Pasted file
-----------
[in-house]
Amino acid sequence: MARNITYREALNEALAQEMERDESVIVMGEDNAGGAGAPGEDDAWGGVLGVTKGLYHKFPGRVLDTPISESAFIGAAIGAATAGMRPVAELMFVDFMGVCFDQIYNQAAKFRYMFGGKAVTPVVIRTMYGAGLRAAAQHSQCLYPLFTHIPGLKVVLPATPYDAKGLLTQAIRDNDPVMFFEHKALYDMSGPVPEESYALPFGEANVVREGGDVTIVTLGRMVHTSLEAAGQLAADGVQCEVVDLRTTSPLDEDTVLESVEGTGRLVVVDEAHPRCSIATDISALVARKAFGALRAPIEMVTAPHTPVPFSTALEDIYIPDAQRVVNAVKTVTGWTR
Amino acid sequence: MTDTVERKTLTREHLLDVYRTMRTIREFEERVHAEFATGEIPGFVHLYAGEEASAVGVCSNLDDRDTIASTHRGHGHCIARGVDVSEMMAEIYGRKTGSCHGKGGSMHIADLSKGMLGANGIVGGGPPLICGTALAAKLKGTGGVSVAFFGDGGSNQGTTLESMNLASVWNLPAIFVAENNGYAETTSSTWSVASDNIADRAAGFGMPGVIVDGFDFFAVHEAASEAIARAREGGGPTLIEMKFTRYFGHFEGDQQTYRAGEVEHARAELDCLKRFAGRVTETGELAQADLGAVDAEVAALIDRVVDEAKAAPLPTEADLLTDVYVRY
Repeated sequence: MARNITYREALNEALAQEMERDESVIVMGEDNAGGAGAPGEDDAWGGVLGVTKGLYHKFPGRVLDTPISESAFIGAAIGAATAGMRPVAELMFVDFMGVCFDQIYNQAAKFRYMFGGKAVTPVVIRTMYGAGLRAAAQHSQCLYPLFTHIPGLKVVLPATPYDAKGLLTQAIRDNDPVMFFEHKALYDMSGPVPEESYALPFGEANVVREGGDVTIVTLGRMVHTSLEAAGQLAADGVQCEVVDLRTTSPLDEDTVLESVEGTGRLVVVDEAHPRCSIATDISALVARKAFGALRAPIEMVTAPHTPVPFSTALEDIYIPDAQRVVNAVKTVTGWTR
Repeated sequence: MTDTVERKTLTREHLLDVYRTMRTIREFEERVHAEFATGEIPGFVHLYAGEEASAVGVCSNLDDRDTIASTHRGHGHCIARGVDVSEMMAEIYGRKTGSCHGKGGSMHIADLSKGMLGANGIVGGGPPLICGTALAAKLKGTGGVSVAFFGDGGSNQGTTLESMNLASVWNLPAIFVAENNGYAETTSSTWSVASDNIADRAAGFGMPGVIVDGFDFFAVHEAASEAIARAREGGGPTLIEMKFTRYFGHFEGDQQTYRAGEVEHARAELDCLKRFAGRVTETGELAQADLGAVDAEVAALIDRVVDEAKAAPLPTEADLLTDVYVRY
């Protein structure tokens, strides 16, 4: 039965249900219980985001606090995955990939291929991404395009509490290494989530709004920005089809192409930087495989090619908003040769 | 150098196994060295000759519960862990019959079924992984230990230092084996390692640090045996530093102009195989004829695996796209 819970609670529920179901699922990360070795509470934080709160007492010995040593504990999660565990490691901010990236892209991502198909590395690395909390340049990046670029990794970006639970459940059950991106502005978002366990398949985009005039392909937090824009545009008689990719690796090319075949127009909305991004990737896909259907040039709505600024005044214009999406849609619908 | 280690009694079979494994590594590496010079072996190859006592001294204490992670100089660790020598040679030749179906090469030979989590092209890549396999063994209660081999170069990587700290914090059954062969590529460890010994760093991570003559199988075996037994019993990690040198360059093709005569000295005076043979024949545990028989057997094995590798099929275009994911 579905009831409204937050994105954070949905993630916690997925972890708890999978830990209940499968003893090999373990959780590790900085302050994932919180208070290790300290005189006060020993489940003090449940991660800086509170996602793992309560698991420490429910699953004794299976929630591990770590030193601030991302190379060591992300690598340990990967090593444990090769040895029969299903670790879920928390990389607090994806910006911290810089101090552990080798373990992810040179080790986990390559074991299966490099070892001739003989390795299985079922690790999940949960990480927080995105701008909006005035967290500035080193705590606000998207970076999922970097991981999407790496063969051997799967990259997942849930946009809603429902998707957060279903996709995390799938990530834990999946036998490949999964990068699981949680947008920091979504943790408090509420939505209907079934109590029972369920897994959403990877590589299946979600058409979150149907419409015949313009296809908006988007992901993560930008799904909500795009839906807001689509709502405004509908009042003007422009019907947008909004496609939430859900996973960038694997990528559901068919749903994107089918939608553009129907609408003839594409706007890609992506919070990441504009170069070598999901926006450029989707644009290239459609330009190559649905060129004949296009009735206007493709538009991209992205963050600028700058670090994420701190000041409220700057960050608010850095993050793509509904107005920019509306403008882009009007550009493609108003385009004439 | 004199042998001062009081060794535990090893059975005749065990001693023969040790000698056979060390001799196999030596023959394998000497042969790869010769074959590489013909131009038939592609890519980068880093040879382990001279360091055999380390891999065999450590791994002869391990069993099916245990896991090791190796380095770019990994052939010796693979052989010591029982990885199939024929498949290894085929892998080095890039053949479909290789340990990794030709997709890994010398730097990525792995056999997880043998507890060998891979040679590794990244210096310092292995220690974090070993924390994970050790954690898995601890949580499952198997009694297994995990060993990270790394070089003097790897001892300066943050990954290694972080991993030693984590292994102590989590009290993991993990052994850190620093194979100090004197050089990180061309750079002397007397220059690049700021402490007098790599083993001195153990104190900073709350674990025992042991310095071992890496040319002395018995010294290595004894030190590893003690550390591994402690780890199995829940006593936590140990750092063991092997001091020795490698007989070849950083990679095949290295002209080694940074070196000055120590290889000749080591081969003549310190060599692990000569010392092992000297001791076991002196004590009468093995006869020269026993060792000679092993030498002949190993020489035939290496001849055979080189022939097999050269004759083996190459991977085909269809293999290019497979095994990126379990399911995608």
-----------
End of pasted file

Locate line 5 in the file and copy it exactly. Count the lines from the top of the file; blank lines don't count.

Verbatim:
Repeated sequence: MTDTVERKTLTREHLLDVYRTMRTIREFEERVHAEFATGEIPGFVHLYAGEEASAVGVCSNLDDRDTIASTHRGHGHCIARGVDVSEMMAEIYGRKTGSCHGKGGSMHIADLSKGMLGANGIVGGGPPLICGTALAAKLKGTGGVSVAFFGDGGSNQGTTLESMNLASVWNLPAIFVAENNGYAETTSSTWSVASDNIADRAAGFGMPGVIVDGFDFFAVHEAASEAIARAREGGGPTLIEMKFTRYFGHFEGDQQTYRAGEVEHARAELDCLKRFAGRVTETGELAQADLGAVDAEVAALIDRVVDEAKAAPLPTEADLLTDVYVRY